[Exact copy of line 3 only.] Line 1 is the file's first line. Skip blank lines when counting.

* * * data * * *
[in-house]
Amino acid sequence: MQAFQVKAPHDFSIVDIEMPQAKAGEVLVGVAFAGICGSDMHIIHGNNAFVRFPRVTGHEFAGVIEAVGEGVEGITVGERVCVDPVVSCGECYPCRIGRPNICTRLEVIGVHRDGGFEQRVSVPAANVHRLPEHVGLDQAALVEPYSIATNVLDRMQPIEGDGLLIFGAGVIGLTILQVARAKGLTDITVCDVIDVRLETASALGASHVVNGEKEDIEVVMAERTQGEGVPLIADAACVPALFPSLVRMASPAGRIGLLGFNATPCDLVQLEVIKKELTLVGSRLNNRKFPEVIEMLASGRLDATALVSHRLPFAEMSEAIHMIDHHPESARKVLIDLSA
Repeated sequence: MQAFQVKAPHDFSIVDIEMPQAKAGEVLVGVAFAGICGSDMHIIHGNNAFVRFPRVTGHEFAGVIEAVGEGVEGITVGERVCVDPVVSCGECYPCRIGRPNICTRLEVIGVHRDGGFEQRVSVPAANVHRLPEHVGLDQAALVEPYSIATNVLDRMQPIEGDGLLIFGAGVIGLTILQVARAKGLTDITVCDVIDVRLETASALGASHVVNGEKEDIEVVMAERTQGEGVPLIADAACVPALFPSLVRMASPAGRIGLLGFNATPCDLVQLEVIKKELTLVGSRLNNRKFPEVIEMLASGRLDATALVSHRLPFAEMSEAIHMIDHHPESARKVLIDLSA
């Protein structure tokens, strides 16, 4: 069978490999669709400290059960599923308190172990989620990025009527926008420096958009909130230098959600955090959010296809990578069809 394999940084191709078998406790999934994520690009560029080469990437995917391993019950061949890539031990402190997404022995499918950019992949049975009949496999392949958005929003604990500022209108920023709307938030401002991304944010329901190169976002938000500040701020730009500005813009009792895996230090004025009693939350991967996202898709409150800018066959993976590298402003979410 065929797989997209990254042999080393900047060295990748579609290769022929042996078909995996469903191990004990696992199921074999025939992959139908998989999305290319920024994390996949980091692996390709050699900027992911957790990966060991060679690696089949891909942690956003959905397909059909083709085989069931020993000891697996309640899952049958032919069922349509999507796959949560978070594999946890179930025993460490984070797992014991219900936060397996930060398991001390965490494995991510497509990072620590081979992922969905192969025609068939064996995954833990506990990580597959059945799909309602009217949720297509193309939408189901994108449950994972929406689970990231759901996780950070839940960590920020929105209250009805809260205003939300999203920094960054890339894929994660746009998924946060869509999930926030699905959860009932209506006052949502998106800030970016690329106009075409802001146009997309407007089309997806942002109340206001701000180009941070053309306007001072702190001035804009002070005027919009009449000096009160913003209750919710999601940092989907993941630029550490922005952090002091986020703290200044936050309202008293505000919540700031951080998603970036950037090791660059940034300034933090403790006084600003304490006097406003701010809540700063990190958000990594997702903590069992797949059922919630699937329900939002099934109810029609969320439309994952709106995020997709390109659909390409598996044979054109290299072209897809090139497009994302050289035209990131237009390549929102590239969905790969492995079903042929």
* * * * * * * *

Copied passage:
Repeated sequence: MQAFQVKAPHDFSIVDIEMPQAKAGEVLVGVAFAGICGSDMHIIHGNNAFVRFPRVTGHEFAGVIEAVGEGVEGITVGERVCVDPVVSCGECYPCRIGRPNICTRLEVIGVHRDGGFEQRVSVPAANVHRLPEHVGLDQAALVEPYSIATNVLDRMQPIEGDGLLIFGAGVIGLTILQVARAKGLTDITVCDVIDVRLETASALGASHVVNGEKEDIEVVMAERTQGEGVPLIADAACVPALFPSLVRMASPAGRIGLLGFNATPCDLVQLEVIKKELTLVGSRLNNRKFPEVIEMLASGRLDATALVSHRLPFAEMSEAIHMIDHHPESARKVLIDLSA